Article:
- Fivefold increase in number of Islamophobic attacks since the London Bridge attack
The recent terror attacks in London have affected Muslims in the same manner as all other citizens of the city and terrorists do not discriminate between Muslims and non-Muslims in their attacks.
Targeting of Londoners on the basis of their faith was unacceptable.
These views were expressed by Metropolitan Police Commissioner Cressida Dick, in an interview with a local media outlet, on Sunday.
The police commissioner also said that hate crimes against Muslims have risen in frequency after the London Bridge and Borough Market attacks.
“An attack in London is an attack on all of us. I understand Muslim communities are feeling shattered and there are concerns within the community that it may find itself as a target of hate crimes,” said the senior police official.
“What I will say to the Muslim communities is that we must all stand up in the face of terrorists. The London Metropolitan Police are here to work with Muslims, to protect them and to work with them to stop crimes. If you are a target, we will work hard to protect you. If you are suspicious of anybody and have anything and find yourself a victim of a crime contact us and we will support you.”
Figures have shown a fivefold increase in the number of Islamophobic attacks since the attack at London Bridge and a 40 per cent increase in racists’ incidents.
The police chief has said that hate crimes have a tradition of spiking after terror attacks and added that the majority of hate crimes have been limited to verbal abuse.
“Although there has been an increase, to put it in perspective it’s a small handful each day in our boroughs, maybe three or four per day in each borough currently – and each borough is a size of a very large city,” said Commissioner Cressida Dick.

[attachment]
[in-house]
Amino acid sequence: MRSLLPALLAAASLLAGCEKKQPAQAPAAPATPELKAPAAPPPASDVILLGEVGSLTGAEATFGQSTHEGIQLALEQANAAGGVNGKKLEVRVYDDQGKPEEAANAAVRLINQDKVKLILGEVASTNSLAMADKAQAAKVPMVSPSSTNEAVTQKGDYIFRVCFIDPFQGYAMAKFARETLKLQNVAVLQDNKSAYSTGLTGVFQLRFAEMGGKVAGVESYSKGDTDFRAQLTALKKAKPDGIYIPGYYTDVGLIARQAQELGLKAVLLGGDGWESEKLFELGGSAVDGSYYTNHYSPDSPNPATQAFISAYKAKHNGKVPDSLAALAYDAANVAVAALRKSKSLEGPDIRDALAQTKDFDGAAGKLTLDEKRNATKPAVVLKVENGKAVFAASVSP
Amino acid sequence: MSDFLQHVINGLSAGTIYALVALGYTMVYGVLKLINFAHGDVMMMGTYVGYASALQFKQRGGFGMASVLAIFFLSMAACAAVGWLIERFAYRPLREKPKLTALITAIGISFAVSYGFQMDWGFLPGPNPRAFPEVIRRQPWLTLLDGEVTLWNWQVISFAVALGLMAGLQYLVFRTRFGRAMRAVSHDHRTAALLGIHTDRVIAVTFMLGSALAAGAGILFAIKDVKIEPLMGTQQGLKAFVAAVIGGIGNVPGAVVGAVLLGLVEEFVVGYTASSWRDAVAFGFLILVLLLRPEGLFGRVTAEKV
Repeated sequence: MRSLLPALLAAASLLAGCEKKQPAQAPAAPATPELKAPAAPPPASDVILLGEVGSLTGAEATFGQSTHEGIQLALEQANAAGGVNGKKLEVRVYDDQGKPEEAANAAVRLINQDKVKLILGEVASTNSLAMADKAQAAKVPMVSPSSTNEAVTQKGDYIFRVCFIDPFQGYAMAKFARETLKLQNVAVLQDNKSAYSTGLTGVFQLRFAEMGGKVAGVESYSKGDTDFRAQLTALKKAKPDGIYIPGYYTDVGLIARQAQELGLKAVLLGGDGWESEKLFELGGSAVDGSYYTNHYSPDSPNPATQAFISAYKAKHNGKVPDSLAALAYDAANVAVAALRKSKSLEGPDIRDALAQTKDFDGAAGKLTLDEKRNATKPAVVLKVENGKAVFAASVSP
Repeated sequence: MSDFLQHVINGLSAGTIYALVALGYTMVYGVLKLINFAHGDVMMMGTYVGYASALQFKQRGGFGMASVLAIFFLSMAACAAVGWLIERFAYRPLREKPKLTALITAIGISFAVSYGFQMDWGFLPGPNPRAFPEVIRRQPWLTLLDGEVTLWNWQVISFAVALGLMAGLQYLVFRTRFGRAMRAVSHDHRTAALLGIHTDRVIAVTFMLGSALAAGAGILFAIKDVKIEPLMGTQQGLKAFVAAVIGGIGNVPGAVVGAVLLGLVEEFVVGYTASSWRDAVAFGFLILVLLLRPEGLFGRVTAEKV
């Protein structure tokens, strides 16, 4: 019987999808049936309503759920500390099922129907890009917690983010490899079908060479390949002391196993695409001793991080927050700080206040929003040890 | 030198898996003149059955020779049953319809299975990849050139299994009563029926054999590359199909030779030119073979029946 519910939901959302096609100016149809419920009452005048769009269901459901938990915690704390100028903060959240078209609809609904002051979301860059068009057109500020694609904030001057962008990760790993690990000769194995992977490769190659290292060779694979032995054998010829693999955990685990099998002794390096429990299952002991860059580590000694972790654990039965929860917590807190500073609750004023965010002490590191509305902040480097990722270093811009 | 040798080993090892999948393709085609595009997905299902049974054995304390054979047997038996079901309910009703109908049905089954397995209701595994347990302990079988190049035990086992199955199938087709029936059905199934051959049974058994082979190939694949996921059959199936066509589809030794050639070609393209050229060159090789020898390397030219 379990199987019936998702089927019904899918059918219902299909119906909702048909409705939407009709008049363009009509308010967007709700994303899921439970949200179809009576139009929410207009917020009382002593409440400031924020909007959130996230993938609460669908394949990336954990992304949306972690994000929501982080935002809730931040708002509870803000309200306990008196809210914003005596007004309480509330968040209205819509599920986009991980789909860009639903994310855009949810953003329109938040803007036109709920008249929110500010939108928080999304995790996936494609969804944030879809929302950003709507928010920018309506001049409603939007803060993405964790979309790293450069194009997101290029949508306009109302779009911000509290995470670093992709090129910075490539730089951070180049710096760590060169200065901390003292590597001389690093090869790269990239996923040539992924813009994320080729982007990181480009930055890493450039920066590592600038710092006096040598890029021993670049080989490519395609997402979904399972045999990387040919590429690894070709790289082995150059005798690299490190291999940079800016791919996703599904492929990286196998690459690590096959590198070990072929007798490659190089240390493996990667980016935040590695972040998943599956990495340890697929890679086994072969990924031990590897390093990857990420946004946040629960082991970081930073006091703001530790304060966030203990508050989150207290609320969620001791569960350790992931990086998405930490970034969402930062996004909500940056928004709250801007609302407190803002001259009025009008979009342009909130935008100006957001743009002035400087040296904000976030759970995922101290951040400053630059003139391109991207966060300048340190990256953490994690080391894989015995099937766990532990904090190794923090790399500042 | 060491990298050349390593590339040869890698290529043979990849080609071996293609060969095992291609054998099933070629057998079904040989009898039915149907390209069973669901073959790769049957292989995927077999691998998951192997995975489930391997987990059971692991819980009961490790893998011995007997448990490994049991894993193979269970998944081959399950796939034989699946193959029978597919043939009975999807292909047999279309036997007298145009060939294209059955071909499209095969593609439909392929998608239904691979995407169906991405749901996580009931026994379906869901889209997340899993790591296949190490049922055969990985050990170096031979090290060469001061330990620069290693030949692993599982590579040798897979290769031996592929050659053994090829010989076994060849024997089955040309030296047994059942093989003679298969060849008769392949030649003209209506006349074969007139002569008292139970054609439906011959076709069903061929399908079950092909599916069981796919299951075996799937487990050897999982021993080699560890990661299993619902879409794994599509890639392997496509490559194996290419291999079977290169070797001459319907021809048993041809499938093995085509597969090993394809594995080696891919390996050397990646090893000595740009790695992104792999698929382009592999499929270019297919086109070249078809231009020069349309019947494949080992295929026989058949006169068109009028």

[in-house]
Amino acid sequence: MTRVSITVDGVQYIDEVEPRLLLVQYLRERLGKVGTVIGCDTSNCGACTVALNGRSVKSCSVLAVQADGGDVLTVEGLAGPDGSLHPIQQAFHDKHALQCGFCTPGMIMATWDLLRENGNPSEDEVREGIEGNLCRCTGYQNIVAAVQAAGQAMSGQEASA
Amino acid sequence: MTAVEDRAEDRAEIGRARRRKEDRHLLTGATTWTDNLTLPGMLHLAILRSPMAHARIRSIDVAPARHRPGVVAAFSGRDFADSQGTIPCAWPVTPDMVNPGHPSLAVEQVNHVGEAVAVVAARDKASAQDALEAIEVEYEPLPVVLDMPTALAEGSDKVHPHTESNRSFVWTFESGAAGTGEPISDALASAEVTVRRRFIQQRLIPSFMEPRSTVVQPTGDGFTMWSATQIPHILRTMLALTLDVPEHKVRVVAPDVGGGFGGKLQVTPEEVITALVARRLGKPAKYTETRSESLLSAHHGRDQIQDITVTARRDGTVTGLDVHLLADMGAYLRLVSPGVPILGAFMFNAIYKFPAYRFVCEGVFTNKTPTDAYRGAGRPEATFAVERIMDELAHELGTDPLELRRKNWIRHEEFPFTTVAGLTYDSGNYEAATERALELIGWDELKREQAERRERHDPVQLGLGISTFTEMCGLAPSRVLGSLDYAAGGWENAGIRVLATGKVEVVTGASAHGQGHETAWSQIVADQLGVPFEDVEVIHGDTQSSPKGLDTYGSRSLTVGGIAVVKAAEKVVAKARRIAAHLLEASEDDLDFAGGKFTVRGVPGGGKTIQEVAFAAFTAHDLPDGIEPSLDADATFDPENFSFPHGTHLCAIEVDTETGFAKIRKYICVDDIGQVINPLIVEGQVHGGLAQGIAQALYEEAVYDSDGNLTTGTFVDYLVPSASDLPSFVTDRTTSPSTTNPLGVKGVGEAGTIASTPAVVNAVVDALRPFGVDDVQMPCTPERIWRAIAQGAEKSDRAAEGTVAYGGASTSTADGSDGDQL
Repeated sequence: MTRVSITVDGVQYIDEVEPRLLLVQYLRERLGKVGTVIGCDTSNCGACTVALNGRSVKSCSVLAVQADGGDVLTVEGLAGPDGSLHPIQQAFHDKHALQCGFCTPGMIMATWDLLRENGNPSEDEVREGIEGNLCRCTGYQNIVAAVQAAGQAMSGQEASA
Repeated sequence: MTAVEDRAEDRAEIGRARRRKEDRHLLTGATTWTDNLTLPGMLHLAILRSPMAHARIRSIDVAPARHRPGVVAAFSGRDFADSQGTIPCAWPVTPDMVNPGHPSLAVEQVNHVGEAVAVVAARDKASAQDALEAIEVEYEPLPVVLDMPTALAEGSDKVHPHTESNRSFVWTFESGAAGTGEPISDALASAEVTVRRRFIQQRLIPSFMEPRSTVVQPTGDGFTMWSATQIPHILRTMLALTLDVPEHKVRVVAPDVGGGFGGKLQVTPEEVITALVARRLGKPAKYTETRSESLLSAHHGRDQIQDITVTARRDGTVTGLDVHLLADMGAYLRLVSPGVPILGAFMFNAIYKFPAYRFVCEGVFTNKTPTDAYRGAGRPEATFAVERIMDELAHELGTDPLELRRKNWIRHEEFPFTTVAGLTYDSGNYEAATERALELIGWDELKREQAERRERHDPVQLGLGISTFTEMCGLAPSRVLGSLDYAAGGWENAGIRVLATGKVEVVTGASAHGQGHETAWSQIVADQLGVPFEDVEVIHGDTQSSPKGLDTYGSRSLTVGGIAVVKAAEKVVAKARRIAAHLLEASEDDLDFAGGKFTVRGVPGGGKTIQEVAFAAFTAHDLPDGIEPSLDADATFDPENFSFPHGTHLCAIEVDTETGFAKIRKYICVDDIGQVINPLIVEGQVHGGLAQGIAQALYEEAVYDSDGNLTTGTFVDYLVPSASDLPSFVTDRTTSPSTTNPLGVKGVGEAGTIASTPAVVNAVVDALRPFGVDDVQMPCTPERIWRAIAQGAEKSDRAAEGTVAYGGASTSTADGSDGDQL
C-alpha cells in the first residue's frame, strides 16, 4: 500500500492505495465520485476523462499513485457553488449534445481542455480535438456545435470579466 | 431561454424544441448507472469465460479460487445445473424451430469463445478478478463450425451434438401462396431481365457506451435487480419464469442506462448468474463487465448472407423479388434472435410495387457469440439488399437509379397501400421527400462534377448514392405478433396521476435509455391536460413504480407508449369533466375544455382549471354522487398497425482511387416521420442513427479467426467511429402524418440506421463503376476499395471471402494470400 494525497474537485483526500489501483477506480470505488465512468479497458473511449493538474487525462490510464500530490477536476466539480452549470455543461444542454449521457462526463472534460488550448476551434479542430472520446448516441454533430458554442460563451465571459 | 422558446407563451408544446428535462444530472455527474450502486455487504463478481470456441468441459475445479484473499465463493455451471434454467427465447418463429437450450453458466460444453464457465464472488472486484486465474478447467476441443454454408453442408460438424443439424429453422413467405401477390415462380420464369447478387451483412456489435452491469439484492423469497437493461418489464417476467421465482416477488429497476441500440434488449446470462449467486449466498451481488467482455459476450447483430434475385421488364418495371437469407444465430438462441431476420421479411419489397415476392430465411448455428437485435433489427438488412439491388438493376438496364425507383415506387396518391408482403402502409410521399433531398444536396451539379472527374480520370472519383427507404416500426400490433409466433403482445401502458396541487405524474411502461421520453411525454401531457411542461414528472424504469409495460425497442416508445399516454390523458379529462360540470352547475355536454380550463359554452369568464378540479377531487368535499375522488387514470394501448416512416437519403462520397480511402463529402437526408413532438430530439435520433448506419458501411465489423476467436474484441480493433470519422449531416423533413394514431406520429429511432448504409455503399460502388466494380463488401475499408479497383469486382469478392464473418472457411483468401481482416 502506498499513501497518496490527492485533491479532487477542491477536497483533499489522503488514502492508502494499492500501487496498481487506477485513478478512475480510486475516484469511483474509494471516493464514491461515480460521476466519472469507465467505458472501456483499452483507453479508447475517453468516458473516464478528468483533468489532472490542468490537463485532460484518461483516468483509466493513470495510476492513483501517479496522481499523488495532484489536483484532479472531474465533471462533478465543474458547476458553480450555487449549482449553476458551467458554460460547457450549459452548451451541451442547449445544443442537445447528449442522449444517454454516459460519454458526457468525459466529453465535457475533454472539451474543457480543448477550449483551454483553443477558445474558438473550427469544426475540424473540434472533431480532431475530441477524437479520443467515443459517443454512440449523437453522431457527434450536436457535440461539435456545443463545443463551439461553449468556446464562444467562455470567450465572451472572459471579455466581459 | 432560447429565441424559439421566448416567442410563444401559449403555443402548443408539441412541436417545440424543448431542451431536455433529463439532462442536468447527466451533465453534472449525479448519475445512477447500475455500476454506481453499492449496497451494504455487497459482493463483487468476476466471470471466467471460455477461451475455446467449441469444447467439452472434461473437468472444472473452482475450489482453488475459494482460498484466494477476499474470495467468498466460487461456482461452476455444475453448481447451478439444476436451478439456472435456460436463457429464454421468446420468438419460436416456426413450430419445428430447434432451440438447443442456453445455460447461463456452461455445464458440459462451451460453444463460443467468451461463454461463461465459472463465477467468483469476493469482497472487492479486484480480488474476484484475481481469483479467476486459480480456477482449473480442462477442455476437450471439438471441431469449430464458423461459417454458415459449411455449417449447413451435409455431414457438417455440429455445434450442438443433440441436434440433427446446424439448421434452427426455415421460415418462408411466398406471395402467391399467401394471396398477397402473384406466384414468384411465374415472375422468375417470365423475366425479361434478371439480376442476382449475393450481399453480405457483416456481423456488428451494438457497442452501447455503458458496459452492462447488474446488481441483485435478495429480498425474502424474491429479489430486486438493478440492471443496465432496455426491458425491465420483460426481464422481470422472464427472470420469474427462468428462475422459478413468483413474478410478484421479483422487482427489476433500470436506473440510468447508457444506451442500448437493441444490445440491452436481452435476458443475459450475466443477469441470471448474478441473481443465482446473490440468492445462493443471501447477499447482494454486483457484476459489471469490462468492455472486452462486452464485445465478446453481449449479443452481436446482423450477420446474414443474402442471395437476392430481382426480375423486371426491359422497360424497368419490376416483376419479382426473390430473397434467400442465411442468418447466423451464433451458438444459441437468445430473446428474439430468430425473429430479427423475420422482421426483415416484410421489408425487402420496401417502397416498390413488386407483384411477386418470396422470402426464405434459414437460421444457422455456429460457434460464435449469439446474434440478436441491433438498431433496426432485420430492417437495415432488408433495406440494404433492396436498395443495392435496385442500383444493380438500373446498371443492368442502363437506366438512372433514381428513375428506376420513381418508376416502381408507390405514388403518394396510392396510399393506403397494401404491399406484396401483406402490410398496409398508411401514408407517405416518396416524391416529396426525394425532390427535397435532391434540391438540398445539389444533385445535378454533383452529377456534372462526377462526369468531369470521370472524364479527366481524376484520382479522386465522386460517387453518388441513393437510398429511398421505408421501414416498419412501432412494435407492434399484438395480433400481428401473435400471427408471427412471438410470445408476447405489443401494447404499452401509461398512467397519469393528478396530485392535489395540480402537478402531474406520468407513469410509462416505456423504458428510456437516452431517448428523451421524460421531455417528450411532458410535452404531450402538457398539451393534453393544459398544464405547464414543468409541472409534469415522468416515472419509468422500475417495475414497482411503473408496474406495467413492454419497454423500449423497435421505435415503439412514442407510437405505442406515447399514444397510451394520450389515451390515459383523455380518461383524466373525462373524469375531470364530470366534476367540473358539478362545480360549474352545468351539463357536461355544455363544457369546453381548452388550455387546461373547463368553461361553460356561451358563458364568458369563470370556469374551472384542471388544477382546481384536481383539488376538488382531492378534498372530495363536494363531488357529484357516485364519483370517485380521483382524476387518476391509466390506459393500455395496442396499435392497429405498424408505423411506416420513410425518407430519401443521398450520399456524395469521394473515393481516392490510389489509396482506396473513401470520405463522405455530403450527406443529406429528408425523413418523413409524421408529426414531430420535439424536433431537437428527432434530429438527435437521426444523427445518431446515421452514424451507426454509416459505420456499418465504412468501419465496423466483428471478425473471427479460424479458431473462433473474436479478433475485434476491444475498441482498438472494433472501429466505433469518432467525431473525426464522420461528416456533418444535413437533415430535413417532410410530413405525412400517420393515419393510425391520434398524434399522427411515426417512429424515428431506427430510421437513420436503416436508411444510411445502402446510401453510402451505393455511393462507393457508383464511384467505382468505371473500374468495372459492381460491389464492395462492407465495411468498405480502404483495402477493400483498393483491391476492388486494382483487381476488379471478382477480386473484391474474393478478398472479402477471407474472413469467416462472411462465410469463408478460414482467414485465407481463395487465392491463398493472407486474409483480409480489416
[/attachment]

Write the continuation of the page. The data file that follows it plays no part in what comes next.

She elaborated further and said the aim of the terrorists is to create a split in society and pitch communities against each other.
“The terrorists seek to divide us and we must not let them do that. London is a fantastic, diverse, integrated city and that that’s the way it needs to continue.”
When asked if hijab-wearing, bearded Muslims or those from South Asia and Arab countries could be more vulnerable to attacks, the London police chief said, “Sadly, there are people who will look at how some people appear and abuse them, we have had that in the past and we have had that on this occasion”.
She added that hate crimes are not limited to just people of the Muslim faith, but also against those that may be perceived as belonging to the Muslim faith.
“There is a wide variety of crimes which appear to be motivated by hatred, religion or race.”
The commissioner further said that the nature of terror threats have changed completely and the police need to adapt to new tactics to deal with the emerging challenges.
“Two decades ago in London, we still faced the threat of terrorism and we have had the same level of threat for decades, but it was a different sort of threat and a different phenomenon. We are very used to this in the UK. We have fantastic policemen, fantastic intelligence agencies and great capability to keep people safe. In the coming weeks and months, we will be doing everything to keep London safe.”
She also said that the chances of an average Londoner becoming a victim of a hate crime are “very low” but “we will take them seriously and we will always seek to arrest people and bring them to justice if we possibly can”.
The Metropolitan Police commissioner denied that there was an intelligence failure leading up to last Saturday’s London Bridge attack.
“Every bit of information is taken seriously.”